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FREE SearchBurial Records & Death Records in the UK

A Death Record is...

 

A Burial Record is...

A death record is a certificate that states the date and place an individual died. These records are available from 1837 onwards as published by the GRO. You can also order a copy of a death certificate if you need to, which can show you full information about the birth.

 

A burial record is a any type of record or certificate that states the date and place an individual was buried. These records are available from 1538 onwards, and are recorded in Parish Registers.

Using Burial & Death Records in your Genealogical Research

Information on burial/death records can be useful as you can use the names as a starting point to begin tracing the ancestors on the record back another generation. You may want to know:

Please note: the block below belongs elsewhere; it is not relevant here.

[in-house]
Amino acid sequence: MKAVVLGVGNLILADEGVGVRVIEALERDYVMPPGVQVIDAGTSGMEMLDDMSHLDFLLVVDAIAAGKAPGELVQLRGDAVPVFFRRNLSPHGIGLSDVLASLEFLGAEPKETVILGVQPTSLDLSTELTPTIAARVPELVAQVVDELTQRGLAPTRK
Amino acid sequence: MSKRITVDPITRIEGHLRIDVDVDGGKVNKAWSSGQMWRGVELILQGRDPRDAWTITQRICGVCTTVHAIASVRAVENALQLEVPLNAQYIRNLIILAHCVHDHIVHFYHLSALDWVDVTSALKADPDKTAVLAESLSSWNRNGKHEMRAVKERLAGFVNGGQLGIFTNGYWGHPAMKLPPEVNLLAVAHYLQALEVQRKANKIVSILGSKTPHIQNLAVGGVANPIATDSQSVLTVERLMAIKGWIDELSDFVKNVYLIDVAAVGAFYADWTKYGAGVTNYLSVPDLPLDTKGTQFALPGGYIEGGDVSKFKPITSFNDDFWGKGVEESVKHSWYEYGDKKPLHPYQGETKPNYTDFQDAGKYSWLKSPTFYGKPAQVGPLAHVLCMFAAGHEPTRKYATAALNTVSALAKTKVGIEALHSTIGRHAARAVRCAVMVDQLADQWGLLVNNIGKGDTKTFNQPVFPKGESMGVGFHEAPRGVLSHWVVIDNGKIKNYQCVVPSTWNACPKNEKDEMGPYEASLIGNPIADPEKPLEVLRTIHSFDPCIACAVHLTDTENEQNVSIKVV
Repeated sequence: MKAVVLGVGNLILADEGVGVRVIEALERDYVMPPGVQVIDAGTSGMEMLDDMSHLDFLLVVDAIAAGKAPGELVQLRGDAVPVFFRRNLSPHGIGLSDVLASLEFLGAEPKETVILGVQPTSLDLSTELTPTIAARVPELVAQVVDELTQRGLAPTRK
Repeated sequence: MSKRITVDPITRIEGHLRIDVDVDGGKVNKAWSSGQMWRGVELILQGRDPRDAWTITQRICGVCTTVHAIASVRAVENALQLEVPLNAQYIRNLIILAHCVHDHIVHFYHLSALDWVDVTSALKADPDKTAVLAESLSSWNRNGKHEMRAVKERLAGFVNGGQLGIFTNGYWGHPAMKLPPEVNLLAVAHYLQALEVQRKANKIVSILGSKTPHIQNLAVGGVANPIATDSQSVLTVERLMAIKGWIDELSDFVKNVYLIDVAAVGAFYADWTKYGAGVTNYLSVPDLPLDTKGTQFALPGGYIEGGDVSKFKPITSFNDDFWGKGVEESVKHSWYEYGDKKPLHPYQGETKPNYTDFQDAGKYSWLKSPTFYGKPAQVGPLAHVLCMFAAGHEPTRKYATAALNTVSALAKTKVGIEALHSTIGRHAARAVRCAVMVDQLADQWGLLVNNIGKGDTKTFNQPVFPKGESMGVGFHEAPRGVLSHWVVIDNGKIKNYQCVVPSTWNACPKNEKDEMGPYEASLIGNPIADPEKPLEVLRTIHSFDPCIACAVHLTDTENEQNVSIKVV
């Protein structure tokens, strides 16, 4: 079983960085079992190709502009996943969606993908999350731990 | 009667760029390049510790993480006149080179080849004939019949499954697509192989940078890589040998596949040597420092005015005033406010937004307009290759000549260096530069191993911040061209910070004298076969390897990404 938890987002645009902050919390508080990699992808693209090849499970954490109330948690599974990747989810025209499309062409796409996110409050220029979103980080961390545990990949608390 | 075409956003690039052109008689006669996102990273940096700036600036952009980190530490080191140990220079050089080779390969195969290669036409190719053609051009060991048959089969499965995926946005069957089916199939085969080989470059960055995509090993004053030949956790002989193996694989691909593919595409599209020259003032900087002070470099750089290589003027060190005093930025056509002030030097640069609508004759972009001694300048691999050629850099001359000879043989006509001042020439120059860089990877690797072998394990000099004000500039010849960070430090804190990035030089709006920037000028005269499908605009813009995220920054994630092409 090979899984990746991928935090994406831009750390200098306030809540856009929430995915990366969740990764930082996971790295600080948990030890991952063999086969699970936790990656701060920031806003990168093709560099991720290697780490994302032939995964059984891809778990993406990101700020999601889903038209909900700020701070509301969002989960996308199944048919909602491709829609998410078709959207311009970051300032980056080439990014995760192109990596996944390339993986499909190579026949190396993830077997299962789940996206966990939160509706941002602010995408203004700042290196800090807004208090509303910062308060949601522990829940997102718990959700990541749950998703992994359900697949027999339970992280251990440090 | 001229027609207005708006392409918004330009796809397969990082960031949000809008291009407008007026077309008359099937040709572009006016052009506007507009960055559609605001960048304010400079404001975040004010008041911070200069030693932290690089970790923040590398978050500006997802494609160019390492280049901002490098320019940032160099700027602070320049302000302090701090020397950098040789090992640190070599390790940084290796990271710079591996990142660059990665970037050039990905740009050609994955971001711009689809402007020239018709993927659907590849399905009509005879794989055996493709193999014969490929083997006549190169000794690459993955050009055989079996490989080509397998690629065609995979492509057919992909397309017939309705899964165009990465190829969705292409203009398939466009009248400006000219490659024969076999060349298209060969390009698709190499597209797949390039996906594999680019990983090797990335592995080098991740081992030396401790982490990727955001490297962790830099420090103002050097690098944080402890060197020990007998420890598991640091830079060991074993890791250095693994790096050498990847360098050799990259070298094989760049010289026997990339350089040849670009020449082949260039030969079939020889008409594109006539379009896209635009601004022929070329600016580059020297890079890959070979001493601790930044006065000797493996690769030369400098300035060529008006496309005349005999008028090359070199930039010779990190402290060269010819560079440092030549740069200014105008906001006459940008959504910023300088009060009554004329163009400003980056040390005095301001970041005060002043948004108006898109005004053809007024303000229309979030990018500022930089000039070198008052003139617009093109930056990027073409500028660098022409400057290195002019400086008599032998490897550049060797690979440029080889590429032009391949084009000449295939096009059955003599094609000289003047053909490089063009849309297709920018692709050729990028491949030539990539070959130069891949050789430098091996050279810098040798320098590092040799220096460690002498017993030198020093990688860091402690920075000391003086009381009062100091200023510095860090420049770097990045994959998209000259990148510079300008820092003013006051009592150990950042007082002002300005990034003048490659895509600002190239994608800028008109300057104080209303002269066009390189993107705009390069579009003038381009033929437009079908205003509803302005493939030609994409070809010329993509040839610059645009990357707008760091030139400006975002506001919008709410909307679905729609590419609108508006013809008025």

• If an ancestor was alive in a certain period
  • How they died (perhaps there is a family history of illness?)
  • Where they were buried
  • Their date and place of birth (have they lived in one place all their life?)

We have provided a case study on this website so you can see just how easy it is to find a death record, and some links to related information that may be helpful to you.

Daily News & Information - BMDs and the Census

Enoch Arnold Bennett in the 1871 Census
Enoch Arnold Bennett was a Novelist, born in Staffordshire. You can find him in the 1871 Staffordshire census at the age of three.

 

Daniel Albone in the 1861 Census
Daniel Albone is famous for inventing the Ivel tractor, and is said to have changed the world of agriculture. He can be found in the 1861 census at the age of only six months.

 

Case Study - Robert Browning and Elizabeth Barrett
Throughout their 20 month courtship and before getting engaged, Robert and Elizabeth exchanged around 600 letters. This is how their marriage record was found.

 

Possible Pitfalls in Using the Census
Many people don't realise that the census page images we see are actually transcripts of the household census forms, the details were copied into the books by the enumerators.